9 Leave a comment on paragraph 9 3 Contemporary science fiction is full of scenes of shifting from visible to invisible, from William Gibson’s book Neuromancer with the Panther Moderns media terrorist organization who wear mimetic polycarbon suits, to Mamoru Oshii’s 1995 animated film Ghost in the Shell with thermoptic camouflage. These scenes can be understood as speculative design precursors to the nanotechnological efforts to create materials which can bend light in order create invisibility for soldiers which made significant progress in March 2014 (Gao, 2014). What I am advocating is a strategy similar to Chela Sandoval’s differential consciousness, but deals more with the materialities that allow a shift from visibility to invisibility, and considers the space between states or modes. Perhaps a close consideration of this flickering can aid in the project of locating trans women of color in women of color feminism. This project uses methods from cultural studies, transgender studies, media studies and the materialisms of Deleuze and Barad to consider the politics, aesthetics and ethics of passing and translucency.

10 Leave a comment on paragraph 10 2 Passing is a technique of modulating visibility in order to be perceived as belonging to a particular category. Passing is gesture that brings the contemporary trans subject into an analogous relationship with the flickering digital signifier, where the performative utterance of making one’s body be read in a certain way reveals both its mutability and reveals that one’s body can be a sign with more than one signifier, like the digital image.

11 Leave a comment on paragraph 11 1 Passing is not simply a question of being or becoming visible or invisible, but instead a question of attaining a particular form of visibility. Often, for trans women of color, the question of passing can be determined by the amount of light and the color of light reflected from one’s face and neck. This light can determine one’s ability to survive or not, as in the case of Islan Nettles, a black trans woman who was murdered in New York after her catcaller decided that she was a trans woman (Out Magazine, 2014). These instances of violence recall with undeniable force that passing is not simply a question of identity, but a poetics of relation, a politico-aesthetic Glissant has articulated. Passing involves both the modulation of visibility by the person who is passing but also the reception of that image by the viewer who makes a decision about whether or not a person fits into a particular category.

12 Leave a comment on paragraph 12 1 Passing requires an observer, it involves the modulation of light, but that light needs to reach a retina, and in this moment the quantum mechanics of light are necessary to consider, which is why researchers working on invisibility cloaks are focusing on nanomaterials that are small enough to operate on quantum principles. Karen Barad has proposed a concept of relationally between identities based on these principles that she refers to as “intra-action”, describing the co-constitution of agency, which one can see in operation in the moment of passing (Zylinska and Kember, 186).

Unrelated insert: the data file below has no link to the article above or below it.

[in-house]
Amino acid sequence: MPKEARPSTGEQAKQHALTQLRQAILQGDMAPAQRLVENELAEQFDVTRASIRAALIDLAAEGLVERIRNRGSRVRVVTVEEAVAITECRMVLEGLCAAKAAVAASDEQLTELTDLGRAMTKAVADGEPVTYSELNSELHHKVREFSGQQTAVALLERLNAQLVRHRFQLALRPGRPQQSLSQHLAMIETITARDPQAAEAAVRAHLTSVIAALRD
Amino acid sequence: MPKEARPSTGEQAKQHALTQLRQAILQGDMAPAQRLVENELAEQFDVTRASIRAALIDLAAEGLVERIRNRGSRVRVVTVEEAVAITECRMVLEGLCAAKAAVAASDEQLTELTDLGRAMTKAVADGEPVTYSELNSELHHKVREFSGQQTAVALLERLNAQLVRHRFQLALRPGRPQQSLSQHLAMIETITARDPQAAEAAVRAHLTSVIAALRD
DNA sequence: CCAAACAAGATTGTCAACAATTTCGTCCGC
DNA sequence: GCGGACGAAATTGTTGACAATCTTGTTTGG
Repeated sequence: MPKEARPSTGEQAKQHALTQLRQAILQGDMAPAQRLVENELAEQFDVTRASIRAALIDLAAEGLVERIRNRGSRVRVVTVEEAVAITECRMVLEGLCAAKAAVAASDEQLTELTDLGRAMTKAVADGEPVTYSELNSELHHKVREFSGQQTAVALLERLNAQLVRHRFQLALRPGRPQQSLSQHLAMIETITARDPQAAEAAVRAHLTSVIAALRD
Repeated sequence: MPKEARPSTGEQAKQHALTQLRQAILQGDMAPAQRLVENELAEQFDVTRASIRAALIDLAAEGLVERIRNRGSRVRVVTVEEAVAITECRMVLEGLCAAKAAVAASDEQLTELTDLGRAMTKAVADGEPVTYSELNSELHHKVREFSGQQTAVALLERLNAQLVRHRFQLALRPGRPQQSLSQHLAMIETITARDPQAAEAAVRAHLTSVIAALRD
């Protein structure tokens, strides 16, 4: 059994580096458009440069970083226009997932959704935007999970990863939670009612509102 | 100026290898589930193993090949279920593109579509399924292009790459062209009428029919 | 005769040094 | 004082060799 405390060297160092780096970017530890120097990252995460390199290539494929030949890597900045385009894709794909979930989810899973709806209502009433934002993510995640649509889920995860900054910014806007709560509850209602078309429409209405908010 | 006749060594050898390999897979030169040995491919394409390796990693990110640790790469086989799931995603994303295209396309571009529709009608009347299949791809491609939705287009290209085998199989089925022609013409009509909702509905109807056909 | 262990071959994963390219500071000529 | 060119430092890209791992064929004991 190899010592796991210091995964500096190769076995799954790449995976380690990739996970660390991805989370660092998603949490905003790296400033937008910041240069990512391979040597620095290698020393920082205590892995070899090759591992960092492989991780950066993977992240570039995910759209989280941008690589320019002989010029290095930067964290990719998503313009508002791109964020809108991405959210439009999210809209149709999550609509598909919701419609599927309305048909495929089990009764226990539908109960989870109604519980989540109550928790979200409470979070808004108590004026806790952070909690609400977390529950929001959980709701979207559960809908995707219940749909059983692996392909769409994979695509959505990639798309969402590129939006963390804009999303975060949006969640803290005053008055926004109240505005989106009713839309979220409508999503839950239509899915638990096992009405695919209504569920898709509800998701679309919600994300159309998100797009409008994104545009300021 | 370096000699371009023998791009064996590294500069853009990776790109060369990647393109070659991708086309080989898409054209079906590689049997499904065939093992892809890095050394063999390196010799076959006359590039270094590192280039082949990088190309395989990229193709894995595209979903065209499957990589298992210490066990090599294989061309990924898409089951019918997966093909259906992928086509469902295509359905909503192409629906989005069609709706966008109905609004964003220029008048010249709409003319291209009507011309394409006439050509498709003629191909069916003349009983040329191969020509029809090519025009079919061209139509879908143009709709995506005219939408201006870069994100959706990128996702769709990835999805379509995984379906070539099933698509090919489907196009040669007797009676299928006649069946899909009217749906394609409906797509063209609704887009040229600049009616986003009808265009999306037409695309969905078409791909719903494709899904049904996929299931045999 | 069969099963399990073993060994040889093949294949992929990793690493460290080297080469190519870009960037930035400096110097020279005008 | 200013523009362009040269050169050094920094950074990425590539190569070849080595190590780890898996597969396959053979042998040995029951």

13 Leave a comment on paragraph 13 3 These questions resonate with necropolitical gravity for masculine trans or gender non-conforming people of color as well, like Sakia Gunn, a masculine black woman who some described as trans and who Kara Keeling looks to in order to consider the temporality of black queer lives (“Looking for M-“, 579). These moments reveal how the trans or gender non conforming person of color becomes less than human, becomes disposable. The flickering moment where Cindi Mayweather demonstrates how the first necessary step for Mayweather to become visible is for her to shift from inhuman to human, from android skin to a skin that passes as human. Keeling ties the digital to a specifically black subjectivity with the multiple temporality of many simultaneous possible futures, saying “even the European has been simply passing for ‘the human’ all along and… black subjectivity and black culture, those very concepts created to serve as ‘the human’s’ Other, provide the most fertile soil to till for ways to understand what it means to be “human” in the digital age” (“Passing for Human”, 248). The moment of failing to pass that results in death reveals the complex interplay of race and gender in which non-white gender non-conforming bodies are seen as less than human and therefore disposable and gender-non-conforming bodies are seen as pathologically flawed and therefore less than human and therefore disposable, yet bodies of color that meet white beauty standards are seen as passing for human. The black and white binary which often promises death for black women is temporarily subverted through the strategic use of white beauty standards by black trans women who are able to pass as cisgender women.